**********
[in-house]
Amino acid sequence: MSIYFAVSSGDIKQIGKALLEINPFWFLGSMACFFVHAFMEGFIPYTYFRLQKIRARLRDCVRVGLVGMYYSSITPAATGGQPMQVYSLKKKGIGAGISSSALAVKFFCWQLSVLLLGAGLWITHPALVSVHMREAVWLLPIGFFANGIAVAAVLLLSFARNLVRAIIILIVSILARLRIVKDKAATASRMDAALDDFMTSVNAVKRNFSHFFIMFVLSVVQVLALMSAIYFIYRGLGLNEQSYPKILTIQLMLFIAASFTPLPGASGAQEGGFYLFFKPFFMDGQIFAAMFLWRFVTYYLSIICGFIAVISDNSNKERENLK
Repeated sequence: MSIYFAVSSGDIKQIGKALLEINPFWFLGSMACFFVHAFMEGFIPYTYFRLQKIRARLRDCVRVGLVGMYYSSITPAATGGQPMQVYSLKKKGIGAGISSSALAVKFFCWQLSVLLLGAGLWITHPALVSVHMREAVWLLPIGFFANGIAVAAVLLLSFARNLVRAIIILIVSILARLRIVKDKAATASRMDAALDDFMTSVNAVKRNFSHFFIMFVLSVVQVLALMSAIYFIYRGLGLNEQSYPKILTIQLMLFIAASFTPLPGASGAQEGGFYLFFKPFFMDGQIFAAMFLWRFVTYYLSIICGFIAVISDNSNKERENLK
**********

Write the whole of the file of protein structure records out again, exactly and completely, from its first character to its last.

[in-house]
Amino acid sequence: MSIYFAVSSGDIKQIGKALLEINPFWFLGSMACFFVHAFMEGFIPYTYFRLQKIRARLRDCVRVGLVGMYYSSITPAATGGQPMQVYSLKKKGIGAGISSSALAVKFFCWQLSVLLLGAGLWITHPALVSVHMREAVWLLPIGFFANGIAVAAVLLLSFARNLVRAIIILIVSILARLRIVKDKAATASRMDAALDDFMTSVNAVKRNFSHFFIMFVLSVVQVLALMSAIYFIYRGLGLNEQSYPKILTIQLMLFIAASFTPLPGASGAQEGGFYLFFKPFFMDGQIFAAMFLWRFVTYYLSIICGFIAVISDNSNKERENLK
Repeated sequence: MSIYFAVSSGDIKQIGKALLEINPFWFLGSMACFFVHAFMEGFIPYTYFRLQKIRARLRDCVRVGLVGMYYSSITPAATGGQPMQVYSLKKKGIGAGISSSALAVKFFCWQLSVLLLGAGLWITHPALVSVHMREAVWLLPIGFFANGIAVAAVLLLSFARNLVRAIIILIVSILARLRIVKDKAATASRMDAALDDFMTSVNAVKRNFSHFFIMFVLSVVQVLALMSAIYFIYRGLGLNEQSYPKILTIQLMLFIAASFTPLPGASGAQEGGFYLFFKPFFMDGQIFAAMFLWRFVTYYLSIICGFIAVISDNSNKERENLK